Tuesday, July 1, 2014

Pastoral Formation: From Theory to Action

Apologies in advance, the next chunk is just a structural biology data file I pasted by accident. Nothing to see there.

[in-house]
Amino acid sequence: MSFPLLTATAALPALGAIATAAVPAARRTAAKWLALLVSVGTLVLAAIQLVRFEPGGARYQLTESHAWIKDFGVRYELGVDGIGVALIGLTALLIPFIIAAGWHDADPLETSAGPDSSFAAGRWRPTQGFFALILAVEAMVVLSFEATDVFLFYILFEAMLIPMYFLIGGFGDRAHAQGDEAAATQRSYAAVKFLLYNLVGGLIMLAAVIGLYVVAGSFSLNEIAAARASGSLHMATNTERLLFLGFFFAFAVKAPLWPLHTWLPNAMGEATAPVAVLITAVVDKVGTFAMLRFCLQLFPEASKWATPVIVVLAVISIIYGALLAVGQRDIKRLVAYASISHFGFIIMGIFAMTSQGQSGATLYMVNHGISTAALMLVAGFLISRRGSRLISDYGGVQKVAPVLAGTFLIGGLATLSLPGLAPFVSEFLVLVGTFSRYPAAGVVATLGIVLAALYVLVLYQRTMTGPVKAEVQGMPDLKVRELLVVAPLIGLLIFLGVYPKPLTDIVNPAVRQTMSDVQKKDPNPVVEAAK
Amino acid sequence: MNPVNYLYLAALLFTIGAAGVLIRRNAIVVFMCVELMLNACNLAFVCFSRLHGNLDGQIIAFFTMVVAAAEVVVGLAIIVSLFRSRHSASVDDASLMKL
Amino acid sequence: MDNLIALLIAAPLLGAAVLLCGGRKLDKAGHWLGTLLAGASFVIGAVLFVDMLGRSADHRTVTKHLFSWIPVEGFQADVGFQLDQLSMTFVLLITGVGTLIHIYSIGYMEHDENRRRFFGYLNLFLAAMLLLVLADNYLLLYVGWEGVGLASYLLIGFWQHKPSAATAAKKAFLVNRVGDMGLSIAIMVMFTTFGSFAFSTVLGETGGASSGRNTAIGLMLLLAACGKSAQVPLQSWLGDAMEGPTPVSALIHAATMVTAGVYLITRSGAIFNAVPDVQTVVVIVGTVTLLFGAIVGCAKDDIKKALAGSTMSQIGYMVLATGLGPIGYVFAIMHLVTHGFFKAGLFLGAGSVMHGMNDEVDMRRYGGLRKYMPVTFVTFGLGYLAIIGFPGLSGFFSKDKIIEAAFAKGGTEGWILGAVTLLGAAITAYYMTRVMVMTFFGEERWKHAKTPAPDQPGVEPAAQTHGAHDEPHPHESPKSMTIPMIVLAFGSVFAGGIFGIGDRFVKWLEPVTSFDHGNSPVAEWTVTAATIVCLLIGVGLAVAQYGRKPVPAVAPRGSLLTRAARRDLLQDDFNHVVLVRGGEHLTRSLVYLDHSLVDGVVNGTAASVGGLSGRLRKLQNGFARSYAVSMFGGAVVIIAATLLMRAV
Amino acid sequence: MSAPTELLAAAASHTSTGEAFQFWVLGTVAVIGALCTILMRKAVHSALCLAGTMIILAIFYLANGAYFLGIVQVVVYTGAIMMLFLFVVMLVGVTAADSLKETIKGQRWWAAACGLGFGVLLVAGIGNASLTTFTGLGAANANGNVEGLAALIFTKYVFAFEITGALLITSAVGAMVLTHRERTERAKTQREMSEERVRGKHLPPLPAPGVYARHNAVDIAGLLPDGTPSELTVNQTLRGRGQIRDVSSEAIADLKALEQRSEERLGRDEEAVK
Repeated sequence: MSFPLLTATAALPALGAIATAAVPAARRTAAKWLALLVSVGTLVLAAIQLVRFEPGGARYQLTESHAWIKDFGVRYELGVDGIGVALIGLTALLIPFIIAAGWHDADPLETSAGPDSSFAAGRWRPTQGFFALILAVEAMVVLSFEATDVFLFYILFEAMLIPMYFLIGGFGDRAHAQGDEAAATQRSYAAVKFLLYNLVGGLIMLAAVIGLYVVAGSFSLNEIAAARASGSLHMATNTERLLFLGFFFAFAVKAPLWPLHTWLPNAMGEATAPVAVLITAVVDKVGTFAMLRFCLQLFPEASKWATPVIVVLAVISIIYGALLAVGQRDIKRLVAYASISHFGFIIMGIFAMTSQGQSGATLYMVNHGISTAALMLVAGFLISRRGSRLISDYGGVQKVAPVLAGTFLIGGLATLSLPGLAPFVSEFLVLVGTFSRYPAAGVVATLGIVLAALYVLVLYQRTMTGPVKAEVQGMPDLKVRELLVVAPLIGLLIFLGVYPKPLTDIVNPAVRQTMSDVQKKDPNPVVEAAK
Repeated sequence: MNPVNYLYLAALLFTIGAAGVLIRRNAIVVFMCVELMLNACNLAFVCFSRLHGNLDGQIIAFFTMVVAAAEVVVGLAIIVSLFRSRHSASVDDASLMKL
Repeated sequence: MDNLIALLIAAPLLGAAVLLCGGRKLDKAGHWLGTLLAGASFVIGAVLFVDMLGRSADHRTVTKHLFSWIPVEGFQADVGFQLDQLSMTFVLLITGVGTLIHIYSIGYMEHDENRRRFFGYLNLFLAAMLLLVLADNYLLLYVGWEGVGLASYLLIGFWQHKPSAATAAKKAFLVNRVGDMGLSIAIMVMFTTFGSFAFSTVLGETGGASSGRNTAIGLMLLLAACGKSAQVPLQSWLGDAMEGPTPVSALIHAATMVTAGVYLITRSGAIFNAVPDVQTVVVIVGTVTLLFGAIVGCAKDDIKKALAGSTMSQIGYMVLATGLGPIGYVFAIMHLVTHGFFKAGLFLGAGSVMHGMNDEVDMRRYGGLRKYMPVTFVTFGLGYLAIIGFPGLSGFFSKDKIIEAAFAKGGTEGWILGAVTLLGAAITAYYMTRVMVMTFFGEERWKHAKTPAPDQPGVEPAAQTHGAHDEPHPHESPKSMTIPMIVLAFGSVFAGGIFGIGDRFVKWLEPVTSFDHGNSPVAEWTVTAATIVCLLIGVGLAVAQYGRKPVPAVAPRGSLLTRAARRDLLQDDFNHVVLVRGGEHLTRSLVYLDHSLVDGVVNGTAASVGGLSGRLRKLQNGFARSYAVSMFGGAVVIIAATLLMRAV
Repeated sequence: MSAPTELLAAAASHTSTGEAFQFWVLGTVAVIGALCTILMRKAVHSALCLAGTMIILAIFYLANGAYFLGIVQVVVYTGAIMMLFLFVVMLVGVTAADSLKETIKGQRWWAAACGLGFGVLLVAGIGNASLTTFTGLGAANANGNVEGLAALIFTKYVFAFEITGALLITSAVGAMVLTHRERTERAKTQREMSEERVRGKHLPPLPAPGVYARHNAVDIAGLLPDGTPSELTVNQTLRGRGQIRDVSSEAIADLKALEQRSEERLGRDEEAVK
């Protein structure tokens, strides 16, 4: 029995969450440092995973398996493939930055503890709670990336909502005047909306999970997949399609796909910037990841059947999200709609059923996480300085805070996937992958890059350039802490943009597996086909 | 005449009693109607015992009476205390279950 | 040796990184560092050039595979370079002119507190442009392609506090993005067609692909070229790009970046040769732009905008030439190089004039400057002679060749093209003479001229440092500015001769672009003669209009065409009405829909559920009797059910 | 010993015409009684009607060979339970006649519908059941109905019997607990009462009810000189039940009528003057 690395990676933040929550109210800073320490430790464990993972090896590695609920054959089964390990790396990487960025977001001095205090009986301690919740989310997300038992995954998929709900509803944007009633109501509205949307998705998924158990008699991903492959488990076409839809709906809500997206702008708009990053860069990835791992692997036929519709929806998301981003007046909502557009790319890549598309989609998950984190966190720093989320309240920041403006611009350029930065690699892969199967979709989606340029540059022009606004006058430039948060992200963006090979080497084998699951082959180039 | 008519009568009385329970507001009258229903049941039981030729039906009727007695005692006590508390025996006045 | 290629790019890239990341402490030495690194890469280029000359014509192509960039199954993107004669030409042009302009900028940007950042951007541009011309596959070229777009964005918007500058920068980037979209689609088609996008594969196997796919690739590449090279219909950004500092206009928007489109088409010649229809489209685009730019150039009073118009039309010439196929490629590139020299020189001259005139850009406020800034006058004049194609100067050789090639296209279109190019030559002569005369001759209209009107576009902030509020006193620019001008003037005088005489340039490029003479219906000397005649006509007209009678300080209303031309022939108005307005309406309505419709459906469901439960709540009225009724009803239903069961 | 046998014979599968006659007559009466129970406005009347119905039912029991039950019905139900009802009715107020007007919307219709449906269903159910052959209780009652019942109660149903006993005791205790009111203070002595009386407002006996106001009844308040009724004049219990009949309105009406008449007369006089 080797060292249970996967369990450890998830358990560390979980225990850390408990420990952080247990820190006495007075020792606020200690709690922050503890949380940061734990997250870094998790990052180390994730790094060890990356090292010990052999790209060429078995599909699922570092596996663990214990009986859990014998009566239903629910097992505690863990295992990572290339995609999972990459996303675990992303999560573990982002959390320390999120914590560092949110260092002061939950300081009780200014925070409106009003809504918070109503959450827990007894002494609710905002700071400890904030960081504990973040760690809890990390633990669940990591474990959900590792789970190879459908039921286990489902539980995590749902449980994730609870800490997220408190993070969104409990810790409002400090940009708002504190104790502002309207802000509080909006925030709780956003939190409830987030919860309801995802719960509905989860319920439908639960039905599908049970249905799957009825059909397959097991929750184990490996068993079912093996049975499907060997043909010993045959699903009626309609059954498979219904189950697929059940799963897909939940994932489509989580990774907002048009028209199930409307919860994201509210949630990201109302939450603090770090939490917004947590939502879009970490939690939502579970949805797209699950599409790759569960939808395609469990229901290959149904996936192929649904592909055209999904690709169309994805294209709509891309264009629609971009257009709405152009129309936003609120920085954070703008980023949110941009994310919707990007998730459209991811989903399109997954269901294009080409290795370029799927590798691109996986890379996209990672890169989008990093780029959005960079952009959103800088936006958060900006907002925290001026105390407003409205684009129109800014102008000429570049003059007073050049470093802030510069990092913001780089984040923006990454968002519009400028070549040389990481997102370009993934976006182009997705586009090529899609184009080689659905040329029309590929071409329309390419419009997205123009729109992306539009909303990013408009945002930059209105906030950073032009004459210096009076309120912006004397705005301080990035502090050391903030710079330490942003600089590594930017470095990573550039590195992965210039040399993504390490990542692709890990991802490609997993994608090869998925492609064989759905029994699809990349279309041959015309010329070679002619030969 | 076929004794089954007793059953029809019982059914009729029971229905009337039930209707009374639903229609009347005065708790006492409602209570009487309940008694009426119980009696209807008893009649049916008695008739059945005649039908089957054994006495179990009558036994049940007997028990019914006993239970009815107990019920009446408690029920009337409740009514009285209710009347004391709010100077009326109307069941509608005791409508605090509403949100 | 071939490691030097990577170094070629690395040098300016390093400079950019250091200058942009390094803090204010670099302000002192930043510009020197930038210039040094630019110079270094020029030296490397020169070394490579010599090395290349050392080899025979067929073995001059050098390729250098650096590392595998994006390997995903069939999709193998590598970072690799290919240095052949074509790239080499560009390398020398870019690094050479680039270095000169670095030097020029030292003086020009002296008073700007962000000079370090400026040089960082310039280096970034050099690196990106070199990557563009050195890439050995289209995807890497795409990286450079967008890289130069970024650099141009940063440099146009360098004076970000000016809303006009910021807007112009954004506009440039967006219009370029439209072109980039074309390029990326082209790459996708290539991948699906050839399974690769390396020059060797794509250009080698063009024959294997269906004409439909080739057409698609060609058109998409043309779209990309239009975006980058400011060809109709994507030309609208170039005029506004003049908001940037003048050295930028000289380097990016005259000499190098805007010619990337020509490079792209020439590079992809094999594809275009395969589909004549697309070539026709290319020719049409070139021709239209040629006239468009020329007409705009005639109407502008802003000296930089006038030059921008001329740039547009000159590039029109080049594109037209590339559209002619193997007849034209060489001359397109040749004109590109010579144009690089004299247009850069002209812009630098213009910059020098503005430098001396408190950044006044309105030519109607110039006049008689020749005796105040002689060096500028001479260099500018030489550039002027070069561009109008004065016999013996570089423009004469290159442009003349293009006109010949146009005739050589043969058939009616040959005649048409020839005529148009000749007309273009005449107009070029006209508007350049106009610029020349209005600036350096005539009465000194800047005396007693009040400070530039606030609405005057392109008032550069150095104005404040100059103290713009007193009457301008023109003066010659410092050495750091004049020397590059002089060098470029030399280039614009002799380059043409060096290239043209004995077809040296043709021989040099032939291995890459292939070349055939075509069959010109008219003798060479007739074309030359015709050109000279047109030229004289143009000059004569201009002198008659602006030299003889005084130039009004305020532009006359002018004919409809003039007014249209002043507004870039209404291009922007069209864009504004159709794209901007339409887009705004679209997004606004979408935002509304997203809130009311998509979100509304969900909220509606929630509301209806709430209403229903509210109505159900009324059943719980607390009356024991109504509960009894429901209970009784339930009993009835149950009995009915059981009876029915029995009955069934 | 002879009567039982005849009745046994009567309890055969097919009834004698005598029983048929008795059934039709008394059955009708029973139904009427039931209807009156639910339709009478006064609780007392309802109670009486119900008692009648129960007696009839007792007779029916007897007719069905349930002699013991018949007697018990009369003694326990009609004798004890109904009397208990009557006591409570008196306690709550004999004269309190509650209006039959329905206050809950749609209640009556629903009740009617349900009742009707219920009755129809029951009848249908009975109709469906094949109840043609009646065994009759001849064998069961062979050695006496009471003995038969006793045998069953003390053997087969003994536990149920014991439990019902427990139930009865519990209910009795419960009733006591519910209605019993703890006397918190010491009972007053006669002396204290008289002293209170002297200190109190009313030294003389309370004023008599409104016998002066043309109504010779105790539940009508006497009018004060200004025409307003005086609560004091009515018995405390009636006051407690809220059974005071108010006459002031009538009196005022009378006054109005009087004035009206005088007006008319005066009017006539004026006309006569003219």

Theory is great. Action informed by theory is even better. In the Clinical Pastoral Education classroom environment ideas on how human developmental theory applies to chaplaincy can get very tiresome. Applying this knowledge in the field, however, is very energizing! This essay will include both theory and its application. In the course of my CPE research I discovered the works of John Bowlby, Carl Rogers and Harvey Chochinov provide a basis for my understanding of human development theory. The writing of Ira Byock, a hospice physician, provide an almost devotional aspect to this study. So as not to totally bore the reader, I will briefly state a focus of each of the theorists. Bowlby’s writing is exceptionally challenging to read, but he informs my ministry in that he suggests the Safe Haven. Since relationships are the foundation of hospice chaplaincy, I find it fundamental to establish a Safe Haven for those that I serve. There has to be a place of safety, a relationship of safety for the hospice patient. A lot is going on in the heart and soul of a hospice patient that is longing to come out. Consider the inner suffering of a patient I served who bottled up 64 years of pain caused by sexual abuse at the hands of 3 men when she was but a child. She swore herself to silence until decades worth of pain gushed forth during a pastoral encounter with her. She felt the relationship with this Chaplain a safe haven to unload this heavy baggage. I can’t state it enough that hospice chaplaincy is based upon relationships. The Chaplain must be adept at creating ‘instant’ relationship by his or her demeanor characterized by kindness, sincerity, heart-felt concern, non-judgmental and non-condemning terminology and body language that affirms genuine care. Carl Rogers is well known for his person-centered approach. His belief in the importance of empathically understanding a client's emotional experience and reflecting it back in a way that orders and distills it informs my work daily. Patients (persons in general) need to feel heard. Rabbi Maurice Lamm adds his thoughts regarding empathy, “Do not tell me you have empathy, show me you have empathy. Empathy is not something you talk about, it is something you do.” Rogers wrote in Experiences in Communication, “I hear the words, the thoughts, the feeling tones, the personal meaning, even the meaning that is below the conscious intent of the speaker. Sometimes too, in a message which superficially is not very important, I hear a deep human cry that lies buried and unknown far below the surface of the person. So, I have learned to ask myself, can I hear the sounds and sense the shape of this other person's inner world? Can I resonate to what he is saying so deeply that I sense the meanings he is afraid of, yet would like to communicate, as well as those he knows?” The Chaplain, of all persons on the Interdisciplinary Team, must be the one to express and consistently express empathy to the hospice patient’s plight and suffering. Chochinov is of particular interest to me as he developed a theory of care called Dignity Therapy. Dignity Therapy assists a patient tell the story of their life. The Chaplain works with the patient listening to the stories that matter most about their life. As the patient tells these stories, the Chaplain either records or takes copious amounts of notes to capture the patient’s stories. The stories are transcribed, presented to the patient for editing, until the document is completed. This legacy document is then passed on to the family at the patient’s death. “I didn’t that!” “Really? Wow!” “I didn’t know he felt that way about me. I love him more now.” These are some of the reactions of loved ones who read these legacy documents. Again, hospice chaplaincy has much to do with relationships. Ira Byock writes in The Four Things That Matter Most, “Please forgive me. I forgive you. Thank you. I love you. These four simple statements are powerful tools for improving your relationships and your life. As a doctor caring for seriously ill patients for nearly 15 years of emergency medicine practice and more than 25 years in hospice and palliative care, I have taught hundreds of patients who were facing life’s end, when suffering can be profound, to say the Four Things. But the Four Things apply at any time. Comprising just eleven words, these four short sentences carry the core wisdom of what people who are dying have taught me about what matters most in life.” It has been a humbling and rewarding experience of mine to work with fathers, husbands and others to right relational wrongs and to pass from this world into eternity with inner peace. So, there you have it, from theory to reality. Clinical Pastoral Education provides many skills for the hospice Chaplain to use in providing excellent spiritual care.

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